Sammy got all the sugary cereal and Dean didn't even get the crumbs.
Dean hadn't minded it that much – Sammy could have it – but he could have least offered him a taste. It didn't matter if his brother offered him the toy – Dad would make him give it back to Sammy.
Sammy didn't have to share anything anymore.
Dean stared down at the book on his tray, trying to comprehend the words on the page. He hated being stupid. That must be one of the reasons Dad didn't want him. He was stupid and Dad didn't want Sammy to be stupid too.
He cradled his injured hand in the other, unable to stop the trickle of tears that were spilling down his cheeks. He didn't care that he was almost ten and he was a very big boy – right now there was just one person Dean wanted.
Dean wanted his mom.
Mom would cradle him in her arms, rock him gently and fix tomato rice soup that would help him get better faster than any medicine. But Mom wasn't coming – Mom was dead and no one would ever love Dean like that again.
Exactly one thousand, one hundred and seventy two miles away, a woman named Elisa Coulter was handed a folder by a foster care worker. She was only vaguely aware of the man still talking – she knew her husband was paying attention. She opened the folder and her heart broke at the sight of the pale, freckle faced boy starting at her from a photograph. His green eyes looked so utterly sad that it nearly made her cry as well. How could someone leave such a precious, darling child? How could someone be cruel to a face like that?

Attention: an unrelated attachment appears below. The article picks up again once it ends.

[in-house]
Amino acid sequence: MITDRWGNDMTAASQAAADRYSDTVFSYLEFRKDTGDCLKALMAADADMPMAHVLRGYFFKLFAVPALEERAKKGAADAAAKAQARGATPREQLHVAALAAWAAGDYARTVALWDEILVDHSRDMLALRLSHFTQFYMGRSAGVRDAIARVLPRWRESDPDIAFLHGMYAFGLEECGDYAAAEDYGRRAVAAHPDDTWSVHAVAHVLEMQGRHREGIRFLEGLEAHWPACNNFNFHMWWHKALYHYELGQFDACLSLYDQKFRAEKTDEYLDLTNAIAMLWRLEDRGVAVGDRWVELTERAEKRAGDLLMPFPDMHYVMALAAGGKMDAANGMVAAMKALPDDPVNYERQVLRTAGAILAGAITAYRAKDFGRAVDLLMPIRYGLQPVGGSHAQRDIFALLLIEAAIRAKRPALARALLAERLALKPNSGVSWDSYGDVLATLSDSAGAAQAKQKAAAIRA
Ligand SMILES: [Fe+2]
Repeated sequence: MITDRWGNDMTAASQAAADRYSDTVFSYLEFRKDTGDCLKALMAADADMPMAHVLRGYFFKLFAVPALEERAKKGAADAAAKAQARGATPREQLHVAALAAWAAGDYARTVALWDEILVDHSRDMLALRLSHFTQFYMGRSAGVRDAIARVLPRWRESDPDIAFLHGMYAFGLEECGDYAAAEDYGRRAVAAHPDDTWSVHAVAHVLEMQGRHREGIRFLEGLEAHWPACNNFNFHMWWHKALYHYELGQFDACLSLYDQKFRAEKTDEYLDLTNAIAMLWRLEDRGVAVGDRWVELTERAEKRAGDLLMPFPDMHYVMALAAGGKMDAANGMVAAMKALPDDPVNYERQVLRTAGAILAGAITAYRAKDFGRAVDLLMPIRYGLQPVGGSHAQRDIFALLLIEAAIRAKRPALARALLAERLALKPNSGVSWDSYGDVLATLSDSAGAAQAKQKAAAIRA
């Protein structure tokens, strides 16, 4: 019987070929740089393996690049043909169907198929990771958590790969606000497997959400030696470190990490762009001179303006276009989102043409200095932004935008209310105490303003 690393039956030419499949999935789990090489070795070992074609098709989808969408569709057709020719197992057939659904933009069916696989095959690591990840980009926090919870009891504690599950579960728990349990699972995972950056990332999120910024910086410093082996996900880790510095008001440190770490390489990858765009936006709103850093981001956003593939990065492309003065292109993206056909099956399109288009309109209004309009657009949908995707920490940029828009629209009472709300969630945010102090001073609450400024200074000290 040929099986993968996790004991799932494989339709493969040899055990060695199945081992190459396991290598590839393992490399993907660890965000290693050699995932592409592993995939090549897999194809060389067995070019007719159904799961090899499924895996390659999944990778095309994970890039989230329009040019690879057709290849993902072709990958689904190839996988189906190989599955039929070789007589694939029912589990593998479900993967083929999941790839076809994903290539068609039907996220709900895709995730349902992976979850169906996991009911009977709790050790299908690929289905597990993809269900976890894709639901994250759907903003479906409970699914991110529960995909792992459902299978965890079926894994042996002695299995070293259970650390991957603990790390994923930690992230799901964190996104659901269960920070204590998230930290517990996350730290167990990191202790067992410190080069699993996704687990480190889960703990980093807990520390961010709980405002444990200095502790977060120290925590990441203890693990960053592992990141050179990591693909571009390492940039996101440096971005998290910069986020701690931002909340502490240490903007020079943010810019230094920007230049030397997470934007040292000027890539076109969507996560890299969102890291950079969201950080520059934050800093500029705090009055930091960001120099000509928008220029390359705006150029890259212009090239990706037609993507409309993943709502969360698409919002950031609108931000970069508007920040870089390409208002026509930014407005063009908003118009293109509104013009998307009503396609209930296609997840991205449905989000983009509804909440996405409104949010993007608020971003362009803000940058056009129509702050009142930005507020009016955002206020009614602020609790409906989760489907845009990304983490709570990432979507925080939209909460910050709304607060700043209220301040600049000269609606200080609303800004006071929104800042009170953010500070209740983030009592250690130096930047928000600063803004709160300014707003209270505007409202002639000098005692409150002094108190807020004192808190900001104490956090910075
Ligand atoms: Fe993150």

All Elisa wanted to do in that moment was gather that poor abandoned boy and hold on to him.
She'd walk barefoot through the snow all the way to Minnesota if she had to – that boy needed her – right now.
She and Michael would leave as soon as they could – and bring the boy in the photograph – Dean Winchester – home.
Her mind was already on the thought of making baked chicken, mashed potatoes and bread pudding. Her only dream for the sweet boy she hadn't met yet but already loved was that she wanted to see him smile – maybe even laugh.
Just one smile – everything after that would be a blessing beyond measure.